This page is a draft and may be incomplete, incorrect, or just a
stub or outline. I've decided to allow myself to put draft pages on
my website as an experiment. I'm hoping they will:
Back when dinosaurs walked the Earth and software came on floppy discs or CDs in big boxes that sat on store shelves, games also came with printed manuals!
I wanted to enjoy these manuals right away. (There were all sorts of reasons I couldn’t play the game, but a manual fits in a backpack or can be read in bed when the computer is off limits.)
But as much as I wanted to enjoy them, the stuff in those manuals wasn’t really all that interesting on their own.
So the manual went back in the box.
And I would play and love (or hate) the game.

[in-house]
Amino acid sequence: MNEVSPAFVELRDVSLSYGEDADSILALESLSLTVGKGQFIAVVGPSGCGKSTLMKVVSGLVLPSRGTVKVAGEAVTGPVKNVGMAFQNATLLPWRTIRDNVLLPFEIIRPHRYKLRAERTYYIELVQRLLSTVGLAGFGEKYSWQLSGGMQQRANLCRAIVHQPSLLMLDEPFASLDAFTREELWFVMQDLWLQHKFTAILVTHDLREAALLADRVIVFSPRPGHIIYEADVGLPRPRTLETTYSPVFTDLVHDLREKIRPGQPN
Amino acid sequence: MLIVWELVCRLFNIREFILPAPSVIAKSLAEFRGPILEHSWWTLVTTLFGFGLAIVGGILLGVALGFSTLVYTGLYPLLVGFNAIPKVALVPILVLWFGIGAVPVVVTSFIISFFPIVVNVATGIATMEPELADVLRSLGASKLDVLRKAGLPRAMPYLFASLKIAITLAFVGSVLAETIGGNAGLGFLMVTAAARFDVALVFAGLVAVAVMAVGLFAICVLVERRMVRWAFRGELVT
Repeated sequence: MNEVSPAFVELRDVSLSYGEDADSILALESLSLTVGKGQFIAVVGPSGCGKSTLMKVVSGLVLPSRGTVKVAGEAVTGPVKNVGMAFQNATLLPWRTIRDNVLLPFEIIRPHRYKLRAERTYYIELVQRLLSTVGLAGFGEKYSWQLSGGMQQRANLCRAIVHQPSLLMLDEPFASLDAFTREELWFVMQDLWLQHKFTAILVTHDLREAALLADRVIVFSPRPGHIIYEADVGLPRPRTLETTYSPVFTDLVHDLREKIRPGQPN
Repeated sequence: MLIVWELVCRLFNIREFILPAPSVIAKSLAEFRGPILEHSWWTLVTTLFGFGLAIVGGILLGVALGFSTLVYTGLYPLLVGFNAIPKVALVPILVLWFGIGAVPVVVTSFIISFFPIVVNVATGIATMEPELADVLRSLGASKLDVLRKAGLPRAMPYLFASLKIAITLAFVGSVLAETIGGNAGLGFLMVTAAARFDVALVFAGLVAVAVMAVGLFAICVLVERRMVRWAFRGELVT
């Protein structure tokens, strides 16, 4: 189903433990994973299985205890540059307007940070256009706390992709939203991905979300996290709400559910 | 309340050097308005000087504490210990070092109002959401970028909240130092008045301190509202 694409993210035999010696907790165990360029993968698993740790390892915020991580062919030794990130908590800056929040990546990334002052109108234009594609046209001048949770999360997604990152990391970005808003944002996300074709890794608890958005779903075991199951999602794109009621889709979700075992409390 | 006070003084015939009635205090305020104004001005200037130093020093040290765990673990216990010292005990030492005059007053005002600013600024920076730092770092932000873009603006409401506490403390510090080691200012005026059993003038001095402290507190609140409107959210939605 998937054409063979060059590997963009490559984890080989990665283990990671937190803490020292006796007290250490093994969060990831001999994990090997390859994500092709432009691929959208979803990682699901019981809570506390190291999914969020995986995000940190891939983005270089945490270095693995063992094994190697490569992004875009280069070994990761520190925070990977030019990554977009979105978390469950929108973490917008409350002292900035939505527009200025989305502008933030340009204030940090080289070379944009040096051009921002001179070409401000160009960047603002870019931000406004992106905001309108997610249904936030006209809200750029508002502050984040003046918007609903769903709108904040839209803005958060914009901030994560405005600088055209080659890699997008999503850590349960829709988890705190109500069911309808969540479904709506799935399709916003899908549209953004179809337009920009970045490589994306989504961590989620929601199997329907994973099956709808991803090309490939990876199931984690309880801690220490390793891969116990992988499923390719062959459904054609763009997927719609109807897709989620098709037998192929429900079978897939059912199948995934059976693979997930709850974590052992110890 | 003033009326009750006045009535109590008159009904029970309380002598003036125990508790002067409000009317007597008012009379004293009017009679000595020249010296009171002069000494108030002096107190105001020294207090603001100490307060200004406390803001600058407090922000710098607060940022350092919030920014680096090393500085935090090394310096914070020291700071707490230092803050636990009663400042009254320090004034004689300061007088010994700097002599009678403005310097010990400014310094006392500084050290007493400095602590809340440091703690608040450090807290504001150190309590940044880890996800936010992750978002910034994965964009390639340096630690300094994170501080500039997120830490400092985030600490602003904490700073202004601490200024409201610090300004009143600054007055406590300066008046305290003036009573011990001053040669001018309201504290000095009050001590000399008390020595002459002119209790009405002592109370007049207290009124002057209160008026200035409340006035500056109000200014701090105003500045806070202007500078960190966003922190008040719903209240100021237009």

And at some point, I would open the box back up and get out the manual (because we did not have the World Wide Web back then, so we read the backs of cereal boxes, the terrible comics in the newspaper, you name it.)
And you know what? Now it was interesting. Better than interesting. Now the manual was full of pure gold!
Keyboard shortcuts that would save me so much time
How to defeat common enemies
Neat features buried in menus
And this phenomena has played out again and again long after games stopped shipping with manuals. Even the best info is like pearls before swine if I don’t have the context or experience to appreciate it.
This also applies to games or other entertainment with huge backstories or infodumps before the gameplay begins. I really, really don’t care about the history of the kingdom before I’ve had a chance to spend a single moment walking its streets and talking to its people (or stabbing its monsters). But after I’ve been fully immersed for a while, I really, really do care!
My wife and I use this comparison so much that one of us will often just say "game manual" as shorthand to mean, "this information is probably great, but I’m not able to appreciate it yet."